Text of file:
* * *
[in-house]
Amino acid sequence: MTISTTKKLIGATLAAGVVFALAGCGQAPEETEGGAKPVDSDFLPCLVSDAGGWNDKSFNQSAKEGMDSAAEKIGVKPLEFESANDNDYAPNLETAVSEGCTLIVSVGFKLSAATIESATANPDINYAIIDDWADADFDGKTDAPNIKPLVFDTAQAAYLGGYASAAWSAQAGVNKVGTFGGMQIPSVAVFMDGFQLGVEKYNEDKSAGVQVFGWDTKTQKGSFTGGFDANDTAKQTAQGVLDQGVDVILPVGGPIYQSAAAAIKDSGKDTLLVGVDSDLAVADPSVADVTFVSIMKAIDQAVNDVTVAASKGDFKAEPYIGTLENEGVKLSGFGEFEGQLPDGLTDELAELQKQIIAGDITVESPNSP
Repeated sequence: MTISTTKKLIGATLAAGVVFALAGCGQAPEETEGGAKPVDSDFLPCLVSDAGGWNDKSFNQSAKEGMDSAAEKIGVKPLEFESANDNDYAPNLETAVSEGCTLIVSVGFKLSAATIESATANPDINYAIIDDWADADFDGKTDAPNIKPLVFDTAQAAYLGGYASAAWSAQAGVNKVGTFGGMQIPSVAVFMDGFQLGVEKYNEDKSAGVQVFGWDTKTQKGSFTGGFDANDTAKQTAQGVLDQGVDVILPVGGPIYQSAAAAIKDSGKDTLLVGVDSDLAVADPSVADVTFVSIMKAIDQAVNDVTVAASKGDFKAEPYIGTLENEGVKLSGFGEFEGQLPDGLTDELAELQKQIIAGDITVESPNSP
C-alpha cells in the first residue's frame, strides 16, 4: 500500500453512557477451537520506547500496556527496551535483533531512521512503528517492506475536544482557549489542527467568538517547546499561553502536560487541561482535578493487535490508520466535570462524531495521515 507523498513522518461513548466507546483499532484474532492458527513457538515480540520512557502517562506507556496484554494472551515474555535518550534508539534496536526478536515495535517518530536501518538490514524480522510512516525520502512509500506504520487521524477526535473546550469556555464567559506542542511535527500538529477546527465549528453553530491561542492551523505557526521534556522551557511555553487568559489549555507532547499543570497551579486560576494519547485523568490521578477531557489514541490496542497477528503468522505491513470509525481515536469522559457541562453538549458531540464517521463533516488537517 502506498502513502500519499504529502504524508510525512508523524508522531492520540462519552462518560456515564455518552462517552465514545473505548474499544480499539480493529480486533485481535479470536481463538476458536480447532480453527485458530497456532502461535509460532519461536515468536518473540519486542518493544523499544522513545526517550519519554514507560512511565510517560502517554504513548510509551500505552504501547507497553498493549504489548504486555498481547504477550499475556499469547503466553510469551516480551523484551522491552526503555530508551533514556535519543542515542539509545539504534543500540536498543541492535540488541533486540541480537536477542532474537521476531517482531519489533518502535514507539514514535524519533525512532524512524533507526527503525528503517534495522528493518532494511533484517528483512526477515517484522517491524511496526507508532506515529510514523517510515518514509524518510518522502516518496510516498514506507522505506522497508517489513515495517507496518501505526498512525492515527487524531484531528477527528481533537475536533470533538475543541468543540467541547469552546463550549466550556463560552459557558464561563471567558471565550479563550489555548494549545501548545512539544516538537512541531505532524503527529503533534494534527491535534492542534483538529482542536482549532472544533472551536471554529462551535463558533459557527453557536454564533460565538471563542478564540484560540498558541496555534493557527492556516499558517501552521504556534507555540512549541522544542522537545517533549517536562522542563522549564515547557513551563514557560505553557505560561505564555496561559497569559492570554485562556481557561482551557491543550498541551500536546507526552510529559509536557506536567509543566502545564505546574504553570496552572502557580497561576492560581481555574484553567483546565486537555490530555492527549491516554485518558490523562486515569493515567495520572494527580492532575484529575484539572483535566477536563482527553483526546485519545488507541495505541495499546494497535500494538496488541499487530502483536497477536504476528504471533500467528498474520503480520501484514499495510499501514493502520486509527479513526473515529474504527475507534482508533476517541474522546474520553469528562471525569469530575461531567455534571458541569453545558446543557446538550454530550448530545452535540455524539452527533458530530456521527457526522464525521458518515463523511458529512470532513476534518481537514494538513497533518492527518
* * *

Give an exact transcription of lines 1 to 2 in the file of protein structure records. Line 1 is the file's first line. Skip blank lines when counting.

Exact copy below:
[in-house]
Amino acid sequence: MTISTTKKLIGATLAAGVVFALAGCGQAPEETEGGAKPVDSDFLPCLVSDAGGWNDKSFNQSAKEGMDSAAEKIGVKPLEFESANDNDYAPNLETAVSEGCTLIVSVGFKLSAATIESATANPDINYAIIDDWADADFDGKTDAPNIKPLVFDTAQAAYLGGYASAAWSAQAGVNKVGTFGGMQIPSVAVFMDGFQLGVEKYNEDKSAGVQVFGWDTKTQKGSFTGGFDANDTAKQTAQGVLDQGVDVILPVGGPIYQSAAAAIKDSGKDTLLVGVDSDLAVADPSVADVTFVSIMKAIDQAVNDVTVAASKGDFKAEPYIGTLENEGVKLSGFGEFEGQLPDGLTDELAELQKQIIAGDITVESPNSP